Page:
Historical Markers
Philander Knox Historical Marker
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Philander Knox

Laurel Highlands/Southern Alleghenies


Marker Location:
Market, 6th and Union Sts., Brownsville

Dedication Date:
November 22, 1946

Behind the Marker

Senator Philander Chase Knox, half-length portrait, facing left
Pennsylvania Senator Philander Chase Knox, June 1908
"Oh, Mr. President. Do not let so great an achievement suffer from any taint of legality," was the advice that Philander Knox, Theodore Roosevelt's attorney general, gave him when Roosevelt wondered whether congressional approval was necessary to legitimate the revolution he fomented in Panama to acquire land to build the Panama Canal. "Little Phil," as Roosevelt called Knox, was more than a wit: He was one of the leaders of the national Republican Party and an important molder of its foreign policy between 1900 and his death in 1921.

The son of a local banker, Knox (1853-1921) was born in Brownsville, a small town on the markerNational Road in Fayette County. After graduating from Mount Union College in Stark County, Ohio, Knox earned his law degree and by the 1890s had emerged as one of the nation's ablest and most powerful corporate lawyers, largely through his connections with the Carnegie steel empire. It was Knox who defended markerHenry Clay Frick against a lawsuit from steelworkers beaten up by Pinkerton agents during the markerHomestead Strike of 1892, and who then defended markerAndrew Carnegie when he was accused of defrauding the U.S. Navy by providing inferior armor plate, and then again when he was accused of receiving illegal kickbacks from the Pennsylvania Railroad.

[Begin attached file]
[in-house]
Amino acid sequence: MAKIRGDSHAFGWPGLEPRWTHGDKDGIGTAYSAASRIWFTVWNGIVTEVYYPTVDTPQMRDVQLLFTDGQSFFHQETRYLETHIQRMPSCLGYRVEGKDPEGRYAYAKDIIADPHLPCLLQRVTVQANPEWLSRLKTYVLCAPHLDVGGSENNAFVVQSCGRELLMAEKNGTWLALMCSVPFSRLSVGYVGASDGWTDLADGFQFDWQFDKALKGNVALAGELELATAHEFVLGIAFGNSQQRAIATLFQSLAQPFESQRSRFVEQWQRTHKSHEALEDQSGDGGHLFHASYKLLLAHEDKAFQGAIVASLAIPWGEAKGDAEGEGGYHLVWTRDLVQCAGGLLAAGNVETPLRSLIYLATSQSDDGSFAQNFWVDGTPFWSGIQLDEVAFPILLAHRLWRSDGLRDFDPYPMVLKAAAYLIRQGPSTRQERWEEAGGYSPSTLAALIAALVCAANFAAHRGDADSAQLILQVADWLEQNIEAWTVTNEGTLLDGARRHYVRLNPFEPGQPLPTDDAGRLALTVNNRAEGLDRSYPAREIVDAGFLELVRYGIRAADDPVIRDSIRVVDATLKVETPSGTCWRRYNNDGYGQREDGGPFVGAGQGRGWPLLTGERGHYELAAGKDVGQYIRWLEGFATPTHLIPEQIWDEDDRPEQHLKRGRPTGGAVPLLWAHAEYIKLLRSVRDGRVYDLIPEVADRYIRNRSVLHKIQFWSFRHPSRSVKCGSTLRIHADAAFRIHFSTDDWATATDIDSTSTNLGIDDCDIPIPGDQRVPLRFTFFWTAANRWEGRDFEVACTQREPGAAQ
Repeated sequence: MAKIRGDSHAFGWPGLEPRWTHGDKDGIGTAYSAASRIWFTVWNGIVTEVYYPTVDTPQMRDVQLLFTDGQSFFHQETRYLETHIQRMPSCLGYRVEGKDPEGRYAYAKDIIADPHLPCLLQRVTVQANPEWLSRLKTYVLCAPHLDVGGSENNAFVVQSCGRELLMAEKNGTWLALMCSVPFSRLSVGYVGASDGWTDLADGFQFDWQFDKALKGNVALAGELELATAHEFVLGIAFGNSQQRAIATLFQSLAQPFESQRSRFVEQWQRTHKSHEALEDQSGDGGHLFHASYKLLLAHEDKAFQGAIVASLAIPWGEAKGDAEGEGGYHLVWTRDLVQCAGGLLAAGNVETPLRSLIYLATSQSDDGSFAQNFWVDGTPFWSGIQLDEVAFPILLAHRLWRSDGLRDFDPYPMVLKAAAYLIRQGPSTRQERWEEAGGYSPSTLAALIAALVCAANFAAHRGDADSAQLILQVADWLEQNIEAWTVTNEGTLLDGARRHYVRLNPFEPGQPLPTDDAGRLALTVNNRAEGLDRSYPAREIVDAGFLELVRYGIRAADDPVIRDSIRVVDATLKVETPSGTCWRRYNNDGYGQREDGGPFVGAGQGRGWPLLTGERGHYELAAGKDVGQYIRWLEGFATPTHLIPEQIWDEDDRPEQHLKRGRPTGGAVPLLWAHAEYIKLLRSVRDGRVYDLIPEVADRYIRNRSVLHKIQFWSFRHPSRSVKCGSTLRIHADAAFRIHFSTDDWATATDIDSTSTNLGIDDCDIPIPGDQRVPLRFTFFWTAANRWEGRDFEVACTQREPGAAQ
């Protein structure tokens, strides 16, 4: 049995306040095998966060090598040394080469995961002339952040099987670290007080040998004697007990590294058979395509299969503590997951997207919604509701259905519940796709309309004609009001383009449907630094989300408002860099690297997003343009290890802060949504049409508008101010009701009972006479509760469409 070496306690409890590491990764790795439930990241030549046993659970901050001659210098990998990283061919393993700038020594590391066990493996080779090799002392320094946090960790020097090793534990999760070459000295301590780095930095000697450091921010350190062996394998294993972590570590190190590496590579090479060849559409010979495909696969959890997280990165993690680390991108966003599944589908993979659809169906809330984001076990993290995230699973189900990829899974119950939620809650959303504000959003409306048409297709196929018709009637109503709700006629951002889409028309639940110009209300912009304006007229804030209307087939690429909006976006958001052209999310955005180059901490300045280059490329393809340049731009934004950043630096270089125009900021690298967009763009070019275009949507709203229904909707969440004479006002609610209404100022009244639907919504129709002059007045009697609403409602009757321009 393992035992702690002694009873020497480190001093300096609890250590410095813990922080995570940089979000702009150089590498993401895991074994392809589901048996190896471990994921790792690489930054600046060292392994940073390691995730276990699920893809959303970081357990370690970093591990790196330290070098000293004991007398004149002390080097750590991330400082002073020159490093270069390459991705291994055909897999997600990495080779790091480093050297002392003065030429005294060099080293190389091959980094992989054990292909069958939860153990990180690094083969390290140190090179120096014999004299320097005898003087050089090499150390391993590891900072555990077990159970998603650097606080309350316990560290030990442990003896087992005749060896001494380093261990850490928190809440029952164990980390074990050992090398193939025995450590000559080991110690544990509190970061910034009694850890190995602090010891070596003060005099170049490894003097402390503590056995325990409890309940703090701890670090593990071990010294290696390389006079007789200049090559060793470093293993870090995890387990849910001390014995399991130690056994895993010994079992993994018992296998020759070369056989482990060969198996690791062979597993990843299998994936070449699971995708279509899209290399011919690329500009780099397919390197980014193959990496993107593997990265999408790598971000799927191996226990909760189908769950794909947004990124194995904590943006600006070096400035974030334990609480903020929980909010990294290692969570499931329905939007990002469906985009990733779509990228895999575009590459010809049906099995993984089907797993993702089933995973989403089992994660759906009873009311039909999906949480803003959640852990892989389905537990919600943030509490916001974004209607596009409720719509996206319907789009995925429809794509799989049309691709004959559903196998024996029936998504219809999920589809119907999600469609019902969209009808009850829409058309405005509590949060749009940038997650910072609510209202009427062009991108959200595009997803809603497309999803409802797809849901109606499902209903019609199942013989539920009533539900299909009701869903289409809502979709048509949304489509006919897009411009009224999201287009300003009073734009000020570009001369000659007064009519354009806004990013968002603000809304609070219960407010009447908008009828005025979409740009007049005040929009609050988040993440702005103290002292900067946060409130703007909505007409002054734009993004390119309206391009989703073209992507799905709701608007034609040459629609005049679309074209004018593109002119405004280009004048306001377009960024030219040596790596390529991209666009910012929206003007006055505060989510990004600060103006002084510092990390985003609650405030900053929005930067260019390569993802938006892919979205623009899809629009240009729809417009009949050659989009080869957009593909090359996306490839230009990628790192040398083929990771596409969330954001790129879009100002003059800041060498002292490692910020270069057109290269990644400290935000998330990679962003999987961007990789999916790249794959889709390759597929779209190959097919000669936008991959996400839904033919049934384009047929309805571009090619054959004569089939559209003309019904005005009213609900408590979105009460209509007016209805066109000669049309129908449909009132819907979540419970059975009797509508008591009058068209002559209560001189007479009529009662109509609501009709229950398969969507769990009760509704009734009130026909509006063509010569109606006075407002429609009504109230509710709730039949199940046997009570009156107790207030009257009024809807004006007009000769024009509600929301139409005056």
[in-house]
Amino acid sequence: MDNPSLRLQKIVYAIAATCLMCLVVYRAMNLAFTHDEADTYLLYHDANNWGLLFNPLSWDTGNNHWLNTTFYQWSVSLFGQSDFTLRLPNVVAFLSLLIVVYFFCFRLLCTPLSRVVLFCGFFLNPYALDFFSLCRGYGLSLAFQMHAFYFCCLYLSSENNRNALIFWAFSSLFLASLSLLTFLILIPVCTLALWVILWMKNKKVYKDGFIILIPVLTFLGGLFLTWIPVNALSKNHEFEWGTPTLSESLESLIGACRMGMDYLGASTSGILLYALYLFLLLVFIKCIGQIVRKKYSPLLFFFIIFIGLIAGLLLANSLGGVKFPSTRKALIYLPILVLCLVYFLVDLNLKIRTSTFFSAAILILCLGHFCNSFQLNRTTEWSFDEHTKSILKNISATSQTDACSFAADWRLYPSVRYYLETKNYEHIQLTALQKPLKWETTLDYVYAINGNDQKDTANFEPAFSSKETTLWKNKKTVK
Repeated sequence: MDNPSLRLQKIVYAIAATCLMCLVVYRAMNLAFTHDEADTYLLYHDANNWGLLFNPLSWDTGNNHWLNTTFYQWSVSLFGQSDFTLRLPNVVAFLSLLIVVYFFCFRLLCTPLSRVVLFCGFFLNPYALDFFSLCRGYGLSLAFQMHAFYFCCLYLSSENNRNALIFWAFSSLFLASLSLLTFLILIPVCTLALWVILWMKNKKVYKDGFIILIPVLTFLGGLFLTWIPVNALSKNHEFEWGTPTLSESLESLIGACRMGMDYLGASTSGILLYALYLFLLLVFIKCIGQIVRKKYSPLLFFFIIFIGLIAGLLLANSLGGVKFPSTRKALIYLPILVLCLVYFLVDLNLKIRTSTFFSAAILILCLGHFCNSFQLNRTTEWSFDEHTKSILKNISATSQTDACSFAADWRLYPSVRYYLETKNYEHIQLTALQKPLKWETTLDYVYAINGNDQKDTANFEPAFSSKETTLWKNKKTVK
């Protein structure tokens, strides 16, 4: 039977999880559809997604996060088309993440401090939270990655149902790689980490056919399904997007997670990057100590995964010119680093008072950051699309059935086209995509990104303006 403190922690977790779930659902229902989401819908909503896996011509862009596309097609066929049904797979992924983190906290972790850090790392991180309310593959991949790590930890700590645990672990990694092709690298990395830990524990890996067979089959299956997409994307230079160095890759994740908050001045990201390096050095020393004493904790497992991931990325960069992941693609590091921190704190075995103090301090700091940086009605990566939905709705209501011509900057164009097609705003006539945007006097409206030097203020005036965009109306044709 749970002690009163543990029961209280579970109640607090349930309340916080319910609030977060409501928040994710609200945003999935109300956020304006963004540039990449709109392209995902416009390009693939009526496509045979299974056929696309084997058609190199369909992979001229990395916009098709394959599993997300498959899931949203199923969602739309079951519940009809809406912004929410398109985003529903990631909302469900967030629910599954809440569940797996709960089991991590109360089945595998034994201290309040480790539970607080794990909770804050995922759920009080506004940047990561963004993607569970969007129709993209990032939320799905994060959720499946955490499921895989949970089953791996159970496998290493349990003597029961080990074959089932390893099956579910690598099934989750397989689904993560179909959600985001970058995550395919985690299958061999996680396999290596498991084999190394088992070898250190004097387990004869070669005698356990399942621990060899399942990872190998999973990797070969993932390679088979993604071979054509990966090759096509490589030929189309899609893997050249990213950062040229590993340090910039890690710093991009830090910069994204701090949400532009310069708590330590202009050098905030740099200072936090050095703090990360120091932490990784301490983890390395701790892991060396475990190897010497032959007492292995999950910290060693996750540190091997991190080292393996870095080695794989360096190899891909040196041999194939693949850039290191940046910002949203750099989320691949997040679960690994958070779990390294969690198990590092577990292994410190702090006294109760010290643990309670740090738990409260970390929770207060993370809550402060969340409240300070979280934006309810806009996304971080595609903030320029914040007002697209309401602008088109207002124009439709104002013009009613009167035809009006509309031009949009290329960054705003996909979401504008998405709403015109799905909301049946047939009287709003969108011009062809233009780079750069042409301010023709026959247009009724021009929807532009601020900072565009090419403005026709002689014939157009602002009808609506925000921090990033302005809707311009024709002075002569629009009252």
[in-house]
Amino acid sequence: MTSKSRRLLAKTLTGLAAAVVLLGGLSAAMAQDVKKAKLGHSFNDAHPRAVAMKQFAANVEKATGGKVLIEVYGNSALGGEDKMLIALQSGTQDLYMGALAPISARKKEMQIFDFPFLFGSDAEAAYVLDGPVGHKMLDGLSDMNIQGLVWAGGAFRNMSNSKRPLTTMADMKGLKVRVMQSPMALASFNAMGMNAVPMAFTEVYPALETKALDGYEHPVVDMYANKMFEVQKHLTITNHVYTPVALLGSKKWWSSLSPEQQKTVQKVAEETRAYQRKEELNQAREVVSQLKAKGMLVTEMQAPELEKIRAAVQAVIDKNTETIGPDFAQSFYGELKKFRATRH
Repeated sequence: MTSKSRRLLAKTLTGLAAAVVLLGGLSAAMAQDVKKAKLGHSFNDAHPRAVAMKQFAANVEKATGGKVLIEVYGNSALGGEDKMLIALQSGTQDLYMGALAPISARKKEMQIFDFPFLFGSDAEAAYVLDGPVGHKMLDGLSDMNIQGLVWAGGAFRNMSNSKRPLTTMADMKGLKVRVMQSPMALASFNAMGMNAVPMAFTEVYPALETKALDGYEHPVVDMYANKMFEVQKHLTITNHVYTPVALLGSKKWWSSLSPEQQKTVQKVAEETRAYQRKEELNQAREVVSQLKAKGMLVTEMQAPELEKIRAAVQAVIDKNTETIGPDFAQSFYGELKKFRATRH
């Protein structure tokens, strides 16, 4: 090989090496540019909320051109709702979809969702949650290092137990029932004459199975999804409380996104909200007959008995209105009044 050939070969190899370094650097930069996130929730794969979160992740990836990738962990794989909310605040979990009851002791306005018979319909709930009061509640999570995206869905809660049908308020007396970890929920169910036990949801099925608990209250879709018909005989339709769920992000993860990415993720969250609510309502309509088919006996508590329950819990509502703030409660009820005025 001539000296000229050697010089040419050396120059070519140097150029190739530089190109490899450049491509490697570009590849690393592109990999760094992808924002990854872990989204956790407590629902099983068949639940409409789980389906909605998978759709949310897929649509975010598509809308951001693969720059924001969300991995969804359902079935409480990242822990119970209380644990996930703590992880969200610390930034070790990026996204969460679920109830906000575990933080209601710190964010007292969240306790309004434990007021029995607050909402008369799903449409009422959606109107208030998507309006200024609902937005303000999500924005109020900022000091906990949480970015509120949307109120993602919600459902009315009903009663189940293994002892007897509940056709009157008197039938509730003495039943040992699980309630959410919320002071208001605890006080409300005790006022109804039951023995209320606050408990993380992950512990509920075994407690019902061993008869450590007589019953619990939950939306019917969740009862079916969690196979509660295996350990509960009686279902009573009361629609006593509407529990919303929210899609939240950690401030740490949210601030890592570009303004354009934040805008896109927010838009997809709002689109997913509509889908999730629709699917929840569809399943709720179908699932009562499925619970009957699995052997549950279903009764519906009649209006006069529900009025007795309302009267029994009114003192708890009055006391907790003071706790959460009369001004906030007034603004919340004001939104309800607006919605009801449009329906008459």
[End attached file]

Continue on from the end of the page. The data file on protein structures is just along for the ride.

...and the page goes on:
Knox then turned down newly elected President William McKinley's offer to become United States' Attorney General. Instead, he helped engineer the creation of U.S. Steel, the world's largest corporation. Shortly before McKinley was assassinated in 1901, Knox accepted the president's offer to become the United States Attorney General, and began a long and successful career in government.

Pennsylvania Knox and Penrose
"The Senatorial Hall of Fame, Pennsylvania Knox and Penrose," circa 1920.
Continued in office by McKinley's successor Theodore Roosevelt, Knox prosecuted the critical Northern Securities Company Case, the first major successful anti-trust case undertaken by the federal government under the Sherman Anti-Trust Act of 1890. Knox agreed with President Roosevelt that the company, under the direction of James Hill and J.P. Morgan (with whom Roosevelt worked well on other occasions, including mediating the markerAnthracite Coal Strike of 1902 in favor of the miners), had monopolized the major railroad lines in the American Northwest.